02 March 2008

mediumwave dx vs. hd radio

While trying to log mediumwave stations this year, I have encountered a new problem. The mediumwave band now contains harmful interference where once it contained AM stations. The introduction of HD radio on the AM broadcast band may be to blame.

I expect the occasional instance of adjacent channel interference. I may hear a strong signal on 1400 kHz, then hear remnants of that same signal when tuned to 1410 kHz. Compensating for this problem usually involves enabling the narrow filter on a radio, tuning further away from the interference source (such as going to 1412 kHz for example), or a combination of the two. With the noise that I'm now hearing surrounding some HD broadcasts, these methods are ineffective as the noise is overwhelming.

Here are the stations that I have logged, which have harmful noise on both adjacent channels (plus and minus 10 kHz). I'll also list stations that I logged back in 2006, but will likely no longer hear as a result of adjacent channel interference. Listening tests to confirm the presence of noise on the adjacent frequencies were performed with my Eton E5 on 02 March 2008.

• 740 KCBS: Sometime in 2008, KCBS began identifying itself as "KCBS and KCBS HD". An email exchange with the station reveals that their HD broadcast is running 24/7. 730 kHz and 750 kHz are now so noisy that no stations can be identified on these frequencies. So this eliminates 730 CHMJ (Vancouver, BC, Canada), 750 KHWG (Fallon, NV), 750 KOAL (Price, UT), and 750 KXL (Portland, OR).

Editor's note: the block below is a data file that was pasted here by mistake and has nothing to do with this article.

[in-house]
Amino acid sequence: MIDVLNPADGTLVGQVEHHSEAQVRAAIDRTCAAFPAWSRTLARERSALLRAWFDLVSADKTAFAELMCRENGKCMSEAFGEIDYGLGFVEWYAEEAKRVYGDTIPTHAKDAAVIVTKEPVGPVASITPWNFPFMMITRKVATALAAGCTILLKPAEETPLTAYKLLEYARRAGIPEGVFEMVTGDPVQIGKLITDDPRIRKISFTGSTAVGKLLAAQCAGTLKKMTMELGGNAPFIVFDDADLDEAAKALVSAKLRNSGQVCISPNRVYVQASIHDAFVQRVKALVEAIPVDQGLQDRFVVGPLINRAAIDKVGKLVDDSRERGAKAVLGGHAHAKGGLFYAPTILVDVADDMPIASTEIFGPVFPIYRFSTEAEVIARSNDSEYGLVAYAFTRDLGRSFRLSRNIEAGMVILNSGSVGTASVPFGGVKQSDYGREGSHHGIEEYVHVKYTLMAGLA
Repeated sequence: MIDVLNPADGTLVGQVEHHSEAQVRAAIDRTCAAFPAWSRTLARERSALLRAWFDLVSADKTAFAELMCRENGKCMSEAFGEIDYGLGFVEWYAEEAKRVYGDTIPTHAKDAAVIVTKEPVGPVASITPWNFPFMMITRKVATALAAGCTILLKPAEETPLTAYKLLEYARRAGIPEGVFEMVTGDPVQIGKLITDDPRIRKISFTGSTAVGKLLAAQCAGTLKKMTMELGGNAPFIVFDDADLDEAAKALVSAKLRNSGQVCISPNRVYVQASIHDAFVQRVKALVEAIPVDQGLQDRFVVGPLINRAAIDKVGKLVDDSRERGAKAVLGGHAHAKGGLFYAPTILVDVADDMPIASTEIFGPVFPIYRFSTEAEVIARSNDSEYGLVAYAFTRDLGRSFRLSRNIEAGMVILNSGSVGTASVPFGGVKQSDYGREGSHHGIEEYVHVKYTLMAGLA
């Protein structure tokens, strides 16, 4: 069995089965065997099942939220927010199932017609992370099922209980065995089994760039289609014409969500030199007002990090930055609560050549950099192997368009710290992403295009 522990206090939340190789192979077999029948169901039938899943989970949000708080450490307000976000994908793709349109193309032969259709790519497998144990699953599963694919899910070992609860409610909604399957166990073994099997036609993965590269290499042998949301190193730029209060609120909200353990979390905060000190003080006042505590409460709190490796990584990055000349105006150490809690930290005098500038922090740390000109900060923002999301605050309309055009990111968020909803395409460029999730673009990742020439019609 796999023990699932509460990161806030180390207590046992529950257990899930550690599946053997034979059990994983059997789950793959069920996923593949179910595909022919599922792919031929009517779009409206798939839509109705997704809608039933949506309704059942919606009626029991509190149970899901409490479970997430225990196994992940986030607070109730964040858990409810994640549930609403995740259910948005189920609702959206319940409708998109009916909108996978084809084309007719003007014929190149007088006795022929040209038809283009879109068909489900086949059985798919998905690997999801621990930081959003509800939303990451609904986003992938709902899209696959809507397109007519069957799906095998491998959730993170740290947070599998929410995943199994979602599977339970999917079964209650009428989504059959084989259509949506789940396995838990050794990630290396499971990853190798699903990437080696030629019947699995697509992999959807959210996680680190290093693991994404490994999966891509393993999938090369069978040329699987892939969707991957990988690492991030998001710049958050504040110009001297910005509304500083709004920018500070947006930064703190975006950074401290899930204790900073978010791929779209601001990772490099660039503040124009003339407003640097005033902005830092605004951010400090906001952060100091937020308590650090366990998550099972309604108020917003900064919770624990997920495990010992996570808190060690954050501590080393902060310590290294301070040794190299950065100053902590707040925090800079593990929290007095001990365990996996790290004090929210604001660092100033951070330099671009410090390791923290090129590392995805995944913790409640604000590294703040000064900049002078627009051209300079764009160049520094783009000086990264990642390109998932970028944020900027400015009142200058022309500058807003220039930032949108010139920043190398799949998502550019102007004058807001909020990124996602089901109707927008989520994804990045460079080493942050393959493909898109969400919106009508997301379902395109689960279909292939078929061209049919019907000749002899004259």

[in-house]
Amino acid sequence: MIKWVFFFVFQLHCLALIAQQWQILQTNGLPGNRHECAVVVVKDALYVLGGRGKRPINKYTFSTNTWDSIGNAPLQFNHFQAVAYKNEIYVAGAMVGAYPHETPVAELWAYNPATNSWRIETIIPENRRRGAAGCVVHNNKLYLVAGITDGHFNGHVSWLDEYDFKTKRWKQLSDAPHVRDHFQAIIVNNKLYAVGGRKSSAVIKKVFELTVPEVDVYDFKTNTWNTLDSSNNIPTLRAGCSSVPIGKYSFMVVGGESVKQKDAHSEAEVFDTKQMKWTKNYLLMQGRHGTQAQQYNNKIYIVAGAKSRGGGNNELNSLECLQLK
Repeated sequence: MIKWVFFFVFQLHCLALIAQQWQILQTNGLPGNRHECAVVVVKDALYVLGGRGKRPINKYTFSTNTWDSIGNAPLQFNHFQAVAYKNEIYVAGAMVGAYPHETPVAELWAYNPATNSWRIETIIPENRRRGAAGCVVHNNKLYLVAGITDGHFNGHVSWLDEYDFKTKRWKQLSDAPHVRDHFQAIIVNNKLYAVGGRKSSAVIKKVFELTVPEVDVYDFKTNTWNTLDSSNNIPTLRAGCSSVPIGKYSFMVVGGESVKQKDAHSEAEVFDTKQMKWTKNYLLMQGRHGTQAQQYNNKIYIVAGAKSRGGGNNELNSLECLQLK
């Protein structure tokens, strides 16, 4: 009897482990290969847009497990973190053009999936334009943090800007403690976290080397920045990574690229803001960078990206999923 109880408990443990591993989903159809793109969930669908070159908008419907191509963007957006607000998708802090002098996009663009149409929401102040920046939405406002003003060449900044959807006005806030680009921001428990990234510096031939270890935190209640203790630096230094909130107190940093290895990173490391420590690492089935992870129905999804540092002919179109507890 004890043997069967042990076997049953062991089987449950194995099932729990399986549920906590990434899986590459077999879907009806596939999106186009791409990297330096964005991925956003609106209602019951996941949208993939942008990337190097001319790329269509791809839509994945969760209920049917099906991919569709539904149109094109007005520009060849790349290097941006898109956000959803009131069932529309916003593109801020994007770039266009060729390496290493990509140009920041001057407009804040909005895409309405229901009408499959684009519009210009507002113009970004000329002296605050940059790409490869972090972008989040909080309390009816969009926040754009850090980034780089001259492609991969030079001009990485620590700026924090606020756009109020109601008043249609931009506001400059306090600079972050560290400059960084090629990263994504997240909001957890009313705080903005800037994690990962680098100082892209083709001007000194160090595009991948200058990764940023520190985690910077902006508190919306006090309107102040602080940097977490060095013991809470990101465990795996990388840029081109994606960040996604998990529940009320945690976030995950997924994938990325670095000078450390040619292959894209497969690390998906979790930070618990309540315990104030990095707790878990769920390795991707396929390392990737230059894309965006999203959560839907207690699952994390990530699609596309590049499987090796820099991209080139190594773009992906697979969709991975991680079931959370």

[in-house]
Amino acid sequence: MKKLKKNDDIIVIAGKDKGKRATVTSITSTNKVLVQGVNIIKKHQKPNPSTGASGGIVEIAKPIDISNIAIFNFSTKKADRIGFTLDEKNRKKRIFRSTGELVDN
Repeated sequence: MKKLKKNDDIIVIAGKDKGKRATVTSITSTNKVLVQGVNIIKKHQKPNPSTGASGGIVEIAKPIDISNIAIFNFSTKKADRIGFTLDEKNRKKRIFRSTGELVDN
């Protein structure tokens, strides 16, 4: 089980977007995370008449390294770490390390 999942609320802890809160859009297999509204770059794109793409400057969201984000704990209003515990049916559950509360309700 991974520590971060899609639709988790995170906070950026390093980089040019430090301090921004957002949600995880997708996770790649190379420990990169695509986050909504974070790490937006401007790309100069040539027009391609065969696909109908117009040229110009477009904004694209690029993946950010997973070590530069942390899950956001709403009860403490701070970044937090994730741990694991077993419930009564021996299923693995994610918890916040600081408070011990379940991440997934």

• 910 KNEW: Their website says "Broadcasting in HD radio." This eliminates 900 CKMO (Victoria, BC, Canada), 900 KBIF (Fresno, CA), 920 KIHM (Reno, NV), 920 KVIN (Ceres, CA), and 920 KXLY (Spokane, WA).

• 960 KKGN: This station used to be KQKE until August 2007. Their website includes an "HD radio" logo. This will eliminate 950 KAHI (Sacramento, CA), and 970 KCMD (Portland, OR).

• 1050 KNBR: This is an odd one. KNBR is the callsign here for both 680 and 1050. The 680 frequency does not have adjacent channel interference on 670 and 690. I don't know why only 1050 would use HD. The only confirmation I have for my suspicion of an HD broadcast on 1050 is Wikipedia. Fortunately, I have not previously logged any stations on 1040 or 1060.

• 1310 KMKY: Oh great, Radio Disney with its numerous stations will use HD radio too? I could not find evidence of the HD broadcast on the Radio Disney website, but I found it on the iBiquity station list for California. This eliminates 1300 KCMY (Carson City, NV) and 1320 KCTC (Sacramento, CA).


PocketRadio said...

Yup, HD/IBOC jams on both AM and FM:

"HD Interference: Not Just For AM Anymore"

"Radio World Engineering Extra dropped a bomb this month with a very provocative cover story: 'What Are We Doing to Ourselves, Exactly?' Written by Doug Vernier, the man who authored the technical specifications for an ongoing Corporation for Public Broadcasting-sponsored HD Radio interference analysis, the report is the first of its kind to document interference between FM-HD stations around the country. Using anecdotal reportage, some sophisticated contour-mapping, and presumably 'early data' from the CPB study, Vernier's article conclusively proves how stations running in hybrid HD/analog mode can (and do) interfere somewhat significantly with not only themselves, but their neighbors on the FM dial."


"Editorial: AM IBOC in Distress?"